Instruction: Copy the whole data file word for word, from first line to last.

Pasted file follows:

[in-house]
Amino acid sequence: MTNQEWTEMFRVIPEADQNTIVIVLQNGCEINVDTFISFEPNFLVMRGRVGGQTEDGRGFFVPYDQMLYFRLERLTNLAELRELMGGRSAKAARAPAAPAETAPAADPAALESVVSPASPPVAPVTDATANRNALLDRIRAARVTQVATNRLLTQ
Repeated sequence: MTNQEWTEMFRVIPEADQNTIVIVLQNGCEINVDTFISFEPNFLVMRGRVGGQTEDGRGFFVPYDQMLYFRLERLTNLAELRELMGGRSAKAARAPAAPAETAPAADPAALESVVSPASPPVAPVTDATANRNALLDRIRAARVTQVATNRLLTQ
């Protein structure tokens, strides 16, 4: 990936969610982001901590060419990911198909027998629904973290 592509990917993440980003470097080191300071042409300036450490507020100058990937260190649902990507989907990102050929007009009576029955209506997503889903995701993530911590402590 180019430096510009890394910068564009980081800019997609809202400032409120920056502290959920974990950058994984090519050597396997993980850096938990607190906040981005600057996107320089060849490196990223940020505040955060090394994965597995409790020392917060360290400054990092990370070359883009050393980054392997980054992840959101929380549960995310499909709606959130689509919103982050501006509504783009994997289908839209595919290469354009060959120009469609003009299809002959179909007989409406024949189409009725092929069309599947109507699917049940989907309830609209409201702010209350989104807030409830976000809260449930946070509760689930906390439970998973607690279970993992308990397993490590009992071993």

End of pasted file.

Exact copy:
[in-house]
Amino acid sequence: MTNQEWTEMFRVIPEADQNTIVIVLQNGCEINVDTFISFEPNFLVMRGRVGGQTEDGRGFFVPYDQMLYFRLERLTNLAELRELMGGRSAKAARAPAAPAETAPAADPAALESVVSPASPPVAPVTDATANRNALLDRIRAARVTQVATNRLLTQ
Repeated sequence: MTNQEWTEMFRVIPEADQNTIVIVLQNGCEINVDTFISFEPNFLVMRGRVGGQTEDGRGFFVPYDQMLYFRLERLTNLAELRELMGGRSAKAARAPAAPAETAPAADPAALESVVSPASPPVAPVTDATANRNALLDRIRAARVTQVATNRLLTQ
């Protein structure tokens, strides 16, 4: 990936969610982001901590060419990911198909027998629904973290 592509990917993440980003470097080191300071042409300036450490507020100058990937260190649902990507989907990102050929007009009576029955209506997503889903995701993530911590402590 180019430096510009890394910068564009980081800019997609809202400032409120920056502290959920974990950058994984090519050597396997993980850096938990607190906040981005600057996107320089060849490196990223940020505040955060090394994965597995409790020392917060360290400054990092990370070359883009050393980054392997980054992840959101929380549960995310499909709606959130689509919103982050501006509504783009994997289908839209595919290469354009060959120009469609003009299809002959179909007989409406024949189409009725092929069309599947109507699917049940989907309830609209409201702010209350989104807030409830976000809260449930946070509760689930906390439970998973607690279970993992308990397993490590009992071993």